Photographer Kane Hulse shares some striking images of his journey through the length of Italy, using colour and form to capture the disparity between regions
Kane Hulse’s eye is led by colour. Having previously documented the sun-washed palette of Cuba, in this most recent photo essay, Hulse turns his lens to Italy, travelling from South to North, via Sicily, Rome, and the historic waterways of Venice.
“I’ve been obsessed with Italy for a while now, visiting more than 10 times in the last three years. Initially, I fell in love with the south and with Napoli in particular,” Hulse explains. “The country is so vast and different from region to region, which is great for all types of reasons – food, culture, etc. – but primarily from a photography perspective the setting is incredible throughout.”
Along the route, a narrative begins to emerge – from a bright pink door and a collection of weather-beaten chairs, to the soft but striking colours of laundry on a washing line, caught against the corner where amber and cream walls meet. His focus for the essay was ‘form and colour’, found in the shapes of sun-bathed walls, shadowed alleyways, and the birds-eye shot of an ocean, so sun-dappled as to appear metallic.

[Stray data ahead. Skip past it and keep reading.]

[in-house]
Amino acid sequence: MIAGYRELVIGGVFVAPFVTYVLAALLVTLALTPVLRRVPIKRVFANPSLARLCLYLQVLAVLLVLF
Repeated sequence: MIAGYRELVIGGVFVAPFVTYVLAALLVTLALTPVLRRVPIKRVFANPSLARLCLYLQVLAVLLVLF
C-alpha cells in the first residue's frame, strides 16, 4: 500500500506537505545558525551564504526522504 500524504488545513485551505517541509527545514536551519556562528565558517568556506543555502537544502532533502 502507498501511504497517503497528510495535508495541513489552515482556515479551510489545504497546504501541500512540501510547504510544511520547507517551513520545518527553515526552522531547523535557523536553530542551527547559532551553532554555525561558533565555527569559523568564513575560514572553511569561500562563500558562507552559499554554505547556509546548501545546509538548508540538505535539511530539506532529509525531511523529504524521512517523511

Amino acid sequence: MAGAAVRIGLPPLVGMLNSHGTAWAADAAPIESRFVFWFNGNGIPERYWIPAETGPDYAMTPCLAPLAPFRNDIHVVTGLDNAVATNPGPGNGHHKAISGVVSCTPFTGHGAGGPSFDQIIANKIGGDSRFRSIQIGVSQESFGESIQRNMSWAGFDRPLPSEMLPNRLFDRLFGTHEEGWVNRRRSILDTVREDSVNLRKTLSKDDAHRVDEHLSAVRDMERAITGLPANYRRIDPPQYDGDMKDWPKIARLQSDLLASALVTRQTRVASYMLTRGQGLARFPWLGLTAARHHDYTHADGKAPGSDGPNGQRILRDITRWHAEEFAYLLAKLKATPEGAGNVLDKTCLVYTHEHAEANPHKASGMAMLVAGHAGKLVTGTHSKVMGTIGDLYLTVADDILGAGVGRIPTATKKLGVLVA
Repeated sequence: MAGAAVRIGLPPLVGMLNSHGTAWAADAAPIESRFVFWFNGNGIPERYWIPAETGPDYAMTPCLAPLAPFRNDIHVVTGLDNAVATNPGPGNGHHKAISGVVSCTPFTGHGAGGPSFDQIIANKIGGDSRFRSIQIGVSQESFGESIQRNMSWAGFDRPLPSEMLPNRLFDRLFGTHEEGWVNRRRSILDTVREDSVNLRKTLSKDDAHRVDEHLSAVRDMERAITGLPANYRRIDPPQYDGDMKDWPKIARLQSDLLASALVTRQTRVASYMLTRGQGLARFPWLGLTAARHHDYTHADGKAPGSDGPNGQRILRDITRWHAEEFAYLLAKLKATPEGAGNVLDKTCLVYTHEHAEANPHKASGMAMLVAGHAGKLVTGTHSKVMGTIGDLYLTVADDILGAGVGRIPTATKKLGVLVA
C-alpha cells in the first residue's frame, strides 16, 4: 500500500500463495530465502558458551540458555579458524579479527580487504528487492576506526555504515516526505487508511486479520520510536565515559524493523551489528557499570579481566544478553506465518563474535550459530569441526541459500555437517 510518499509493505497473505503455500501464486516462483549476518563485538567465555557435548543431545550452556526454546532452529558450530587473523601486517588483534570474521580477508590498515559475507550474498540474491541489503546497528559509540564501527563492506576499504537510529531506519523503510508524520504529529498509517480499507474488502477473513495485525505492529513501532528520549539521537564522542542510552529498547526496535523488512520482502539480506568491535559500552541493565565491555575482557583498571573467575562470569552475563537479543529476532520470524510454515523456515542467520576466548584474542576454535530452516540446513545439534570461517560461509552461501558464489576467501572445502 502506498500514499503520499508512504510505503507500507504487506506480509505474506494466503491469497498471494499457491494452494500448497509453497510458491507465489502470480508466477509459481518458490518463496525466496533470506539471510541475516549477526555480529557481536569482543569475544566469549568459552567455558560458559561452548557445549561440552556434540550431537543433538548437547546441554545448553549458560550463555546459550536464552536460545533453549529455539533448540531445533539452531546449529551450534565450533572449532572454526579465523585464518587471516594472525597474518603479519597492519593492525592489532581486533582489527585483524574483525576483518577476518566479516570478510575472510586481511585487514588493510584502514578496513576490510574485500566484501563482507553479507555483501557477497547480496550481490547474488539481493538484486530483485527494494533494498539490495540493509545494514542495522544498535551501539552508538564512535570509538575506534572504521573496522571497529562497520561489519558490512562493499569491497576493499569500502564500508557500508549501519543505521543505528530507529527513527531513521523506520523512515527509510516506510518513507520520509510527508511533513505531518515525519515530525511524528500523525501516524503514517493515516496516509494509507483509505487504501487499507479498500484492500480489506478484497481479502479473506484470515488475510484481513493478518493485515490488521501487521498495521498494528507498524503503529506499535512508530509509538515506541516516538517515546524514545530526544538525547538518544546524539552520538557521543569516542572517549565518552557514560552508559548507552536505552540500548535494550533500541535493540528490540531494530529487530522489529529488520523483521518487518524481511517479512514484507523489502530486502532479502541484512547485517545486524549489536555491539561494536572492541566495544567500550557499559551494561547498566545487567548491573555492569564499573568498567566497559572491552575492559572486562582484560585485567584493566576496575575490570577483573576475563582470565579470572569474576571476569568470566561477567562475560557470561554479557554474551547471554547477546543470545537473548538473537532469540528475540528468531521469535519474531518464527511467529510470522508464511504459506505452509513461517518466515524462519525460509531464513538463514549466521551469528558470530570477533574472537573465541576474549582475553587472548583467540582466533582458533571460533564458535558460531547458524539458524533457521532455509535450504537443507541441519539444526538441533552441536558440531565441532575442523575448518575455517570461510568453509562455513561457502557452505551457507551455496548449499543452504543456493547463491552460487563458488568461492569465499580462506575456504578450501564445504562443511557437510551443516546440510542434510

“I’ll walk around for 12 hours a day down every street back and forth, looking for that form and colour,” he tells me. “Naturally these two things attract everyone visually anyway, but when shooting I kind of program my eyes to just focus on these subjects and hunt them down in any sense possible.” His subjects often seem streamlined, but on second glance, will appear skewed, forming individual portraits of each location. In this way, a story of Italy is told, its age, beauty, and multiplicity reflected.